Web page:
The elections of 2016 declared that social issues are dead. I don’t think so, I think they are evolving. The current massive discussion of the Google firing is simply the latest incarnation of the central, and generally unspoken, issue. Rod Dreher did a thorough, deep and long analysis of some of the phenomena underlying the firing. In the course of that great piece is this:
The core of the problem is that identity liberalism construes disagreement as heresy, and viciously punishes heretics.
And it is therefore impossible for identity liberalism, and the institutions that embrace it, to self-correct, because all criticism is treated as evil. The critic finds himself, like Damore, defending not his thesis (which may or may not be wrong), but his moral worth.
The central issue that underlies the social issue evolution of my lifetime is the perceived supremacy of self. Think about it. Abortion on demand is an issue of the pregnant woman putting her life and needs ahead of those of the life conceived in her womb. Same-sex marriage is an issue of the person with homosexual desires putting those desires ahead of the familial structure that has served mankind throughout history. Transgenderism is about an individual putting their confusion ahead of the categories that have defined humanity since before we were able to write down definitions. As Dreher so artfully points out we have come to a place where to challenge an individual’s self-evaluation, regardless of the what that evaluation may be, is to engage in a form of “heresy.”
Protestants long ago more-or-less gave up the idea of heresy. In the early days of their existence they used it to execute each other in large numbers and pretty quickly figured out that was a bad idea. The plurality of belief within Protestantism has made it such that in order to thrive we had to develop a tolerance for people that thought about things a bit differently. The Roman Catholic church was no stranger to these theological purges, but has held to the idea of heresy even if the magnitude of the sin has been greatly reduced. No matter where you stand in the Christian spectrum, we engaged in some serious self-evaluation and decided, rightfully, that it was a bad idea to execute each other based on different belief structures.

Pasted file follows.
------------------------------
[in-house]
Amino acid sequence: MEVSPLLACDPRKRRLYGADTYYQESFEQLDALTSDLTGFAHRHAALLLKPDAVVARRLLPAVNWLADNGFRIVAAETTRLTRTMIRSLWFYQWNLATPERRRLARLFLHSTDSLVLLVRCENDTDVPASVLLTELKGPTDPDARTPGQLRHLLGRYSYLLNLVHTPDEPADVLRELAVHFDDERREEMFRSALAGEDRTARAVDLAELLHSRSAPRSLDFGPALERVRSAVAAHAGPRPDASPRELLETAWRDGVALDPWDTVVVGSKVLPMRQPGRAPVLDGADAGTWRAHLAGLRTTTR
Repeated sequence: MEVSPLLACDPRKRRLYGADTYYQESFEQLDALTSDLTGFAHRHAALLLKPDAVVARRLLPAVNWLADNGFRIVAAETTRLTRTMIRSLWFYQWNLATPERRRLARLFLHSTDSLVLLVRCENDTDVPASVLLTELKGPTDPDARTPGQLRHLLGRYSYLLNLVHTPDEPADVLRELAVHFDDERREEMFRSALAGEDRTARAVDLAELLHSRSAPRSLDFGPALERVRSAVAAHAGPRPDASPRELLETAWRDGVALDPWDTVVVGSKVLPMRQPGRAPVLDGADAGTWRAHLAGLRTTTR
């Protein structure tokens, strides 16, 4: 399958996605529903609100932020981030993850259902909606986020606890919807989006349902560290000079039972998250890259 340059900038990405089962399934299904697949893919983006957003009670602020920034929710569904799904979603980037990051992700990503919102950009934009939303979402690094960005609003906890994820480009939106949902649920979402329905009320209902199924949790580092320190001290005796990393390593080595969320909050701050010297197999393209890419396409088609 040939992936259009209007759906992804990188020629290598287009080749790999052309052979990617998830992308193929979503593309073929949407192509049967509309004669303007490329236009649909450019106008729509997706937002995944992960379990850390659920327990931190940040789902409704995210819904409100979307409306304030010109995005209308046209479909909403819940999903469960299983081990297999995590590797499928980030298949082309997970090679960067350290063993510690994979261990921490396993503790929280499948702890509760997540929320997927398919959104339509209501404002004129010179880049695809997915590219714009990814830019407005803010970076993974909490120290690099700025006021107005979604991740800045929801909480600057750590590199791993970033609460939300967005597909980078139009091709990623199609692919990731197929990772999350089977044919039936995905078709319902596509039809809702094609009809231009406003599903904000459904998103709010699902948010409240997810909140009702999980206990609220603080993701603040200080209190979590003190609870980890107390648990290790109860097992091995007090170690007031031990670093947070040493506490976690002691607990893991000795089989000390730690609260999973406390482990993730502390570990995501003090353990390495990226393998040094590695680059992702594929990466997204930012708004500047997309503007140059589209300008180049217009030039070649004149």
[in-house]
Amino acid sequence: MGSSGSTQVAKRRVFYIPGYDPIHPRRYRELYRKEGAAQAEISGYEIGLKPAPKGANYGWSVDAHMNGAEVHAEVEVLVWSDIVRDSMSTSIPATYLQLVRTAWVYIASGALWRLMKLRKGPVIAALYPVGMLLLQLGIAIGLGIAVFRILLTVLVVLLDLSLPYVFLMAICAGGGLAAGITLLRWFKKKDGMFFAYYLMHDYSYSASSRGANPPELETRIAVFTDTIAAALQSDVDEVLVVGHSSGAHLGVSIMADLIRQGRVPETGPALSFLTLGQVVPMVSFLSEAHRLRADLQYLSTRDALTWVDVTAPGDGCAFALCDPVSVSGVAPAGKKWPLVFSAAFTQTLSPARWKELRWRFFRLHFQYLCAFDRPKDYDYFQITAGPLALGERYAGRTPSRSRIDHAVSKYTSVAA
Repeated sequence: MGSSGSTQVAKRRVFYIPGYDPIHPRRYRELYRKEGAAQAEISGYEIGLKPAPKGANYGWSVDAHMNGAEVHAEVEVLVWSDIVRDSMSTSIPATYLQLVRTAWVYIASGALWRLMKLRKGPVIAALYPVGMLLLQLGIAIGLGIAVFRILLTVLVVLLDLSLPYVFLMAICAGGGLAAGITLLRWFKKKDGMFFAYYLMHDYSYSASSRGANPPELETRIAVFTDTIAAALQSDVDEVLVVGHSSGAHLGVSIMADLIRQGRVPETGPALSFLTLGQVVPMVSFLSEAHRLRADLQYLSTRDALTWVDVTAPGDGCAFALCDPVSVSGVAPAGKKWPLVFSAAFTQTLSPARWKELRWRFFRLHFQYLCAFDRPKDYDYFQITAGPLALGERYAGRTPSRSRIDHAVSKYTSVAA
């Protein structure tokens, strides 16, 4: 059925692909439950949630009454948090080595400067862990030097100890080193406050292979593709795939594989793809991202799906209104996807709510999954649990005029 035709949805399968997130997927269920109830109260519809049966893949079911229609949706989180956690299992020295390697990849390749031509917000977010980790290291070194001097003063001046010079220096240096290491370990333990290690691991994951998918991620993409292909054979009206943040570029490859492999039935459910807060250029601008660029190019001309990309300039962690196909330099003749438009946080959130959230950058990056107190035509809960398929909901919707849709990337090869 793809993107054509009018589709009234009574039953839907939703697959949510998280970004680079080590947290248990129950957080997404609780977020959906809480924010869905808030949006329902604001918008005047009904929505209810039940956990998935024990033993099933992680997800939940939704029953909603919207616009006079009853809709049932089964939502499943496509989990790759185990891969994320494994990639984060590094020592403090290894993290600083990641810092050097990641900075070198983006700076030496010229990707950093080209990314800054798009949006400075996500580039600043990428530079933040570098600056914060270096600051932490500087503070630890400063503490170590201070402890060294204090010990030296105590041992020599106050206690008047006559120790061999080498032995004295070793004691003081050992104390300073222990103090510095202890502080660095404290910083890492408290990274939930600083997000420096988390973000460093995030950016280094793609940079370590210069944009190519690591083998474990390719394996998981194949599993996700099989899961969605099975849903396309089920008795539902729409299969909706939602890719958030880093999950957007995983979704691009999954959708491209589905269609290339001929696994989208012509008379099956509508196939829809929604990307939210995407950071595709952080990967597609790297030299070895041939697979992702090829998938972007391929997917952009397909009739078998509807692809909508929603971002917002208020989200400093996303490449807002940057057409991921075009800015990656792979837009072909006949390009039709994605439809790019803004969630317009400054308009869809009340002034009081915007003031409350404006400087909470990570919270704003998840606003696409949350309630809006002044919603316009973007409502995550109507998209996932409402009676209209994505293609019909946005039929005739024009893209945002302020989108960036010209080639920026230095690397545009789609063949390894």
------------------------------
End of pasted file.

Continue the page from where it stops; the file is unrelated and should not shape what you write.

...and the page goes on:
But as I have been writing about recently and noting it is not popular to do so, people don’t want to figure out where they are wrong. They are so busy discovering “who they are” that they simply shove aside the question of whether who they think they are is someone worth being. Notions of good and bad have been replaced simply by notions of “being.”
Nowhere is this more publicly evident right now than with a press obsessed with communication and temperament of the president all the while ignoring the distinct and growing possibility of a major military conflict. The British newspapers are telling us how to survive a nuclear strike, while American media is all about Twitter as if it is the end all and be all of news. If they cannot be pulled out of the “tweet-bubble” by these events then they clearly are not going to engage in any sort of self-evaluation on a more personal level.
Evangelicalism certainly has a major hand in this. In the 1970’s “I’m OK, You’re OK” was passed around Evangelical circles like drugs at a Grateful Dead concert and suddenly the goal became gaining a positive self-image rather than avoiding sin and letting a positive self-image develop in the wake of that. Somehow, Christianity came to be about making people feel good about themselves rather than overcoming evil. And in the process we have become so self-absorbed that the only real evil seems to be to hear negative things about oneself.
Which leads me to where the solution to this conundrum lies. It’s not in our politics, nor is it in reforming our media. Nope the solution to this dangerous level of self-absorption lies with the church. The church needs to relearn and begin to teach that it is not a straight line from the love of Christ to healthy self-regard. Healthy self-regard comes from allowing the love of Christ to remove the evil we are born to. Put more practically, we do not need to feel good about ourselves to give up the booze, rather if we give up the booze we will feel better about ourselves.
Most churches I know still have a moral compass but they don’t like to talk about it lest they make someone feel unwelcome. That is a passable strategy for getting people in the door, but in the end it does not help them much – even if their primary motivation is to feel good about themselves. As we have said the key to feeling good about yourself is to get more in line with the church’s moral sense which cannot happen if they do not know what that moral sense is.
The church has always been the moral compass of the nation. The reason it no longer seems like it is has as much to do with the church itself as it does with competitive social forces. We have lost our way trying to compete on their terms when we should be competing on our own.